Cyprus on Wednesday signed agreements with France’s Total and Italy’s Eni for exploration in block 7 of Cyprus’ exclusive economic zone (EEZ).
The contracts were signed at the energy ministry by Energy Minister Giorgos Lakkotrypis in Nicosia with representatives of the two companies in the presences of the ambassadors of France and Italy.
In July the cabinet announced that the Total-Eni consortium had been granted a licence for exploratory drillings in block 7. Total was also granted a licence for blocks 2, 3, 8 and 9 where ENI is already a licensee.
For the block 7 licence, the two companies have a share of 50 per cent each. In addition, Total will receive from ENI a share of 20 per cent for blocks 2 and 9, and 30 per cent for block 3, and 40 per cent for block 8.
With the new contracts, Eni remains the major stakeholder in 2, 3 and 9 with a 60 per cent stake in block 2, a 50 per cent stake in block 3 and a 60 per cent in block 9. Total now owns 20 per cent, 30 per cent and 20 per cent respectively in the same blocks, while Kogas continues to hold 20 per cent in each.
At the time it approved the additional licences, the cabinet also granted 12-month extensions for blocks 2, 3, 9, 8 and 11.
Speaking after the signing ceremony, Lakkotrypis called it an “important development” in the island’s energy programme. He said the timing of the next round of exploratory drilling was currently being discussed with the energy companies.
Cyprus expects nine exploratory and appraisal wells to be carried out by the end of 2019 or beginning of 2020, and over the next 24 months.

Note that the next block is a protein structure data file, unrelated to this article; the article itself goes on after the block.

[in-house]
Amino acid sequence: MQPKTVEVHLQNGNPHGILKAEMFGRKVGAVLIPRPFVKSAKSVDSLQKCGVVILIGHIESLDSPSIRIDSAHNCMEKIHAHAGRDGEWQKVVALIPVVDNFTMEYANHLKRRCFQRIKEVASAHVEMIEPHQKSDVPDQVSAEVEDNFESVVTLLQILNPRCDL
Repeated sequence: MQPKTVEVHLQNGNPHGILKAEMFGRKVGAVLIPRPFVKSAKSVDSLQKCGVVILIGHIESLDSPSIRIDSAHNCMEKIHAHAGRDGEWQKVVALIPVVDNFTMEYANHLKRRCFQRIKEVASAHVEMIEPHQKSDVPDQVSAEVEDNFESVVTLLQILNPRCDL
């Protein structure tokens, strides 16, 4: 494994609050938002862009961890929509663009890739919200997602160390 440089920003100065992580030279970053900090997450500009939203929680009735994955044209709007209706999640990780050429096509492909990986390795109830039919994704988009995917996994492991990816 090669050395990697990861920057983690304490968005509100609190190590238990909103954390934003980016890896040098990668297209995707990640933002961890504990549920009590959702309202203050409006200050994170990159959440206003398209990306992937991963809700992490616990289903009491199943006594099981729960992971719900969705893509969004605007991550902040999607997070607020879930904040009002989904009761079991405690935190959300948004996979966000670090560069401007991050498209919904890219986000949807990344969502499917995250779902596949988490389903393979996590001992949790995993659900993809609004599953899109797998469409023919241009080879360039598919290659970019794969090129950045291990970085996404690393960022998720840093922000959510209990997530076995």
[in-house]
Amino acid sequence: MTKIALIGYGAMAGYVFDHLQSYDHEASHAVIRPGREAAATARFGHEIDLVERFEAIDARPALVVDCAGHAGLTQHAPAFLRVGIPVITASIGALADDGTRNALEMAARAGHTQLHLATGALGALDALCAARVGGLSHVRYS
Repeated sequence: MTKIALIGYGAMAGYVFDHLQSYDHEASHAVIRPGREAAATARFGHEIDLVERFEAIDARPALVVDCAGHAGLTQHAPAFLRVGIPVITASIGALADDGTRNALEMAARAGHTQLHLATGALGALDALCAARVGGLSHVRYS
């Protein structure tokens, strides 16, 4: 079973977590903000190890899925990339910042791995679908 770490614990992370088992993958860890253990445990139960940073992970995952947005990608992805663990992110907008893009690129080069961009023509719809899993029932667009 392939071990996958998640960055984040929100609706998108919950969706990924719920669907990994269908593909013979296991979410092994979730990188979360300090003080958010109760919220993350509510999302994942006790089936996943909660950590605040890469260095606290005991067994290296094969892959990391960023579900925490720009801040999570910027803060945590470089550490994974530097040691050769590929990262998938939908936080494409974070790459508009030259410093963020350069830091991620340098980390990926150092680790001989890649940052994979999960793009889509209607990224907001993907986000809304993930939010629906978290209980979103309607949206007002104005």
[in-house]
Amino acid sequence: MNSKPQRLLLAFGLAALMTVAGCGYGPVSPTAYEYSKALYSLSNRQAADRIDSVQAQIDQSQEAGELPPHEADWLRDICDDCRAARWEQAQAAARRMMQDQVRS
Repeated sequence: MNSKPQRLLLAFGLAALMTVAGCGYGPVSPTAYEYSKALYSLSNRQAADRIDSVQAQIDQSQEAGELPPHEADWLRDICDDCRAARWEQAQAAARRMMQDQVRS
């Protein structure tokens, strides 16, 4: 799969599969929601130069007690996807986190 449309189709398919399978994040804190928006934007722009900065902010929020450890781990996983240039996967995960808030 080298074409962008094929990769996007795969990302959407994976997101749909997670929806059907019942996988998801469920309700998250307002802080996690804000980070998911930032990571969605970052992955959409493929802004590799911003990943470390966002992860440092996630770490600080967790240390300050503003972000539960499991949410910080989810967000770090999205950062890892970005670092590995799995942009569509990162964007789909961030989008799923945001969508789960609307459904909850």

“We are within the timetables we have set. It may be a couple of weeks, mostly due to other developments in geophysical studies, the bad weather we’ve had, and some other minor delays. We are on a timetable and as soon as we are ready, we will announce them,” he said.
“Today’s development strengthens the consortiums in Cyprus’ EEZ, technically, economically and geopolitically,” he added.
One of the main obstacles Cyprus is facing is Turkey’s opposition to Nicosia’s energy plans. Ankara earlier this year began drilling in areas it claims both for itself, and on behalf of the Turkish Cypriots and has sent two drillships and two exploratory vessels to the region in recent months.
Maps published in Turkey’s official gazette show that oil drilling permits issued to the Turkish National Oil and Gas Company (TPAO) stretch as far as the Greek island of Rhodes as well as blocks 1, 4, 5, 6 and 7 as delineated in the Cyprus Republic’s EEZ, south and south-west of the island.